I’ve been learning how to drive, and I’m usually not one to dwell on what I “lack” in an unconventional family structure. But this is the first time in a while that I felt the apparent lack in not having a parental figure to teach me the ropes. Learning to drive continues to bring up a lot of emotions and reminders of being in an unsafe environment. Describing the experience as stressful is an understatement. I’m tempted to write lol and chuckle as a buffer at how much I’ve cried over this stupid license.

Humans are more capable of acclimating to our situations than we give ourselves credit for. Overtime, you either learn to “get over it” or “get left behind”. And I despise these unspoken rules, both of which reduce autonomous individuals as gears for the machine of society without regards for lived experiences & the entire spectrum of emotions that accompany them. 

I think what was hard in particular was being ridiculed for not getting something just right during the learning process.

Did you check your blind spots before you merged? 
Did you slow down before you turned? 
Did you think before you made a decision? 

Instead of practicing to operate a vehicle safely to get from point A to B, I’m instead taught to obsess over formulas that were tossed out the windows come time for the exam. It made me think of different learning styles and teachers’ strong preference for one over another when I was a student. The obsession for getting something just right the first time feels more superior than getting something right after a series of attempts. Were we conditioned to be fearful of failure?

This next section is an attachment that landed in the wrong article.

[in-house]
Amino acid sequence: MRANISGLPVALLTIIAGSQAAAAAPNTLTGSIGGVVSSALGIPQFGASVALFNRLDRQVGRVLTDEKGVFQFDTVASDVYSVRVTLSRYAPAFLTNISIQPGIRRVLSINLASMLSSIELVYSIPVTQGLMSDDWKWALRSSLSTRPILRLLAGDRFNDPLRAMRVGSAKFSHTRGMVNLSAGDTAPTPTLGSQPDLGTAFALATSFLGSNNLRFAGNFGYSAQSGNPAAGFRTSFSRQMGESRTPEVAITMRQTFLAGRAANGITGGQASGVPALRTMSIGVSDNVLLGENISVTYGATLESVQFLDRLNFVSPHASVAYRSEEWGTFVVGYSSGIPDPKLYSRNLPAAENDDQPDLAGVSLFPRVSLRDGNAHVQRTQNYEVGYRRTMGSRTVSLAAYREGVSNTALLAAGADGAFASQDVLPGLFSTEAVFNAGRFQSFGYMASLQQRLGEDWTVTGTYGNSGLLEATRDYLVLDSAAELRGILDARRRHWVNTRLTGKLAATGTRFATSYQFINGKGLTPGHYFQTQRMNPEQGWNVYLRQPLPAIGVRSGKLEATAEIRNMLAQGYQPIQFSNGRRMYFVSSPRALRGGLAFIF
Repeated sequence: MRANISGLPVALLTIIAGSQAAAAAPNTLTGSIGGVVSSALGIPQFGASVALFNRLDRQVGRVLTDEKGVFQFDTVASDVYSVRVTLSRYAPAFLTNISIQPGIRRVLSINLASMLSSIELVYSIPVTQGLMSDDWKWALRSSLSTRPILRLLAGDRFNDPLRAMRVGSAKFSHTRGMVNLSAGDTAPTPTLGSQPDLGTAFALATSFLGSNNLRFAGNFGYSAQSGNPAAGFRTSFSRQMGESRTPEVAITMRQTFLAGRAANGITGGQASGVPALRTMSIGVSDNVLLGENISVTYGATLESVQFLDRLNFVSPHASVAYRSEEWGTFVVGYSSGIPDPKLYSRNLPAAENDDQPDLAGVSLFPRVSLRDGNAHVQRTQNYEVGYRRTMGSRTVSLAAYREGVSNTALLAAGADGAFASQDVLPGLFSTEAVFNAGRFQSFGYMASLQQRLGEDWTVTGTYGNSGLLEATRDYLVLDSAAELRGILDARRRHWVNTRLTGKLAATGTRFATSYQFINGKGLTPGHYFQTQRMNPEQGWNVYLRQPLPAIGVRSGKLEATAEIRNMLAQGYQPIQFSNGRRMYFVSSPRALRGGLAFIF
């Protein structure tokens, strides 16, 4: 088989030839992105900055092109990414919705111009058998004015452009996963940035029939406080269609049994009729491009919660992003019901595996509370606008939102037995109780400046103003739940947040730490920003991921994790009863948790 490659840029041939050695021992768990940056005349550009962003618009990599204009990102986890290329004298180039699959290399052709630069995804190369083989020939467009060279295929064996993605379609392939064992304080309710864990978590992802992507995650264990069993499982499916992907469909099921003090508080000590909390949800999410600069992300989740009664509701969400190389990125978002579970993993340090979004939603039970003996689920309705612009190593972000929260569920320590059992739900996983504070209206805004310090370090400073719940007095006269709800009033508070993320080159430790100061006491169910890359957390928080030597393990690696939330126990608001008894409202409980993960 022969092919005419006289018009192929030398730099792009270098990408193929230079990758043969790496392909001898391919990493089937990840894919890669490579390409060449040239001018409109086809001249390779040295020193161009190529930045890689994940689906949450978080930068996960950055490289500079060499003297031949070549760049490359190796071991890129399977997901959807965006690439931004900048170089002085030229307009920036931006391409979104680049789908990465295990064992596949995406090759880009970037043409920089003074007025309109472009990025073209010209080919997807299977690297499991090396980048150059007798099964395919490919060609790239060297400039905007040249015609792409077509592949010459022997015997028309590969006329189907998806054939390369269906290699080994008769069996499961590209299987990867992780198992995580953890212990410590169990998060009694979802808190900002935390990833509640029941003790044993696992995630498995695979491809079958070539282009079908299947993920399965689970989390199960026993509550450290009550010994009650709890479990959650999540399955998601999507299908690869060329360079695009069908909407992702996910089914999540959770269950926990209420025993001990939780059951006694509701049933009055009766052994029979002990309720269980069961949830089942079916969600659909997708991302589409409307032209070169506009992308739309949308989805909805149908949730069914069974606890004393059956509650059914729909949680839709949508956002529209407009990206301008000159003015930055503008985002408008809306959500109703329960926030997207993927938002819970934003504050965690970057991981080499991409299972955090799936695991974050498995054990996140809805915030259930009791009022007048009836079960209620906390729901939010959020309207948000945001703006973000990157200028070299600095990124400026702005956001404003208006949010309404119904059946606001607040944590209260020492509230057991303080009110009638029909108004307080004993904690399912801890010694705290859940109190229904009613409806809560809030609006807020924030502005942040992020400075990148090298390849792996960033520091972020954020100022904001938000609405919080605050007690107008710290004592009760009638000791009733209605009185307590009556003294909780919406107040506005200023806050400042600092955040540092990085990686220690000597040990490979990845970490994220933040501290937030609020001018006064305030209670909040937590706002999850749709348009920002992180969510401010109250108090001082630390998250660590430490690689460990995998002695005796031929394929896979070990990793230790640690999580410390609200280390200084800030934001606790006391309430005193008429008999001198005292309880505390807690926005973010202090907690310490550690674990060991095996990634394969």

Similarly, it feels less dignified to cry through the experience. Less capable & less deserving. I wish I had a sanitized story to share about me passing the test with flying colours cool as a cucumber. I don’t. Former podcast co-host Alex Goldman recently shared how much he cries now despite his previous outlook that “tears had been a problem to solve”. I recognize that the existence of tears is sometimes a solution in itself. Even if it feels horrible at the moment, it’s probably one of my healthiest method of coping in recent years. Maybe I’ll write more about that another time when I can articulate it better. 

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